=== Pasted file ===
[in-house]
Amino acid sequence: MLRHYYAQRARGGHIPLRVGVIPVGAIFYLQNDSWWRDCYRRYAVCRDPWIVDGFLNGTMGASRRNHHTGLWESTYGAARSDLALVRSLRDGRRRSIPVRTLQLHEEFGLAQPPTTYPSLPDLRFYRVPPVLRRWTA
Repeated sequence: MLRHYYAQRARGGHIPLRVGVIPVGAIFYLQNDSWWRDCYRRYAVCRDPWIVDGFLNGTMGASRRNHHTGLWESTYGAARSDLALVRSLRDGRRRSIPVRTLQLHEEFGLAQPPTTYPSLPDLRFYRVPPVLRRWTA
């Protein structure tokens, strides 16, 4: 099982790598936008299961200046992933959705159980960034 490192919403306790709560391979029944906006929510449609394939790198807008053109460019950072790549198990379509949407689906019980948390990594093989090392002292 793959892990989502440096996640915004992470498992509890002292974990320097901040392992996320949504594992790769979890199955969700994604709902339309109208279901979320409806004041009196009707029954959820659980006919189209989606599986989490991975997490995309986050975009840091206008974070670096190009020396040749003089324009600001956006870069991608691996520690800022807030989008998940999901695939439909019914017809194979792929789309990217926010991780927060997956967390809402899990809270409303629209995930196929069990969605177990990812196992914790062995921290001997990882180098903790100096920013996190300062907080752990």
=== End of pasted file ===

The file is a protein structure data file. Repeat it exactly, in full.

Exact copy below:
[in-house]
Amino acid sequence: MLRHYYAQRARGGHIPLRVGVIPVGAIFYLQNDSWWRDCYRRYAVCRDPWIVDGFLNGTMGASRRNHHTGLWESTYGAARSDLALVRSLRDGRRRSIPVRTLQLHEEFGLAQPPTTYPSLPDLRFYRVPPVLRRWTA
Repeated sequence: MLRHYYAQRARGGHIPLRVGVIPVGAIFYLQNDSWWRDCYRRYAVCRDPWIVDGFLNGTMGASRRNHHTGLWESTYGAARSDLALVRSLRDGRRRSIPVRTLQLHEEFGLAQPPTTYPSLPDLRFYRVPPVLRRWTA
């Protein structure tokens, strides 16, 4: 099982790598936008299961200046992933959705159980960034 490192919403306790709560391979029944906006929510449609394939790198807008053109460019950072790549198990379509949407689906019980948390990594093989090392002292 793959892990989502440096996640915004992470498992509890002292974990320097901040392992996320949504594992790769979890199955969700994604709902339309109208279901979320409806004041009196009707029954959820659980006919189209989606599986989490991975997490995309986050975009840091206008974070670096190009020396040749003089324009600001956006870069991608691996520690800022807030989008998940999901695939439909019914017809194979792929789309990217926010991780927060997956967390809402899990809270409303629209995930196929069990969605177990990812196992914790062995921290001997990882180098903790100096920013996190300062907080752990």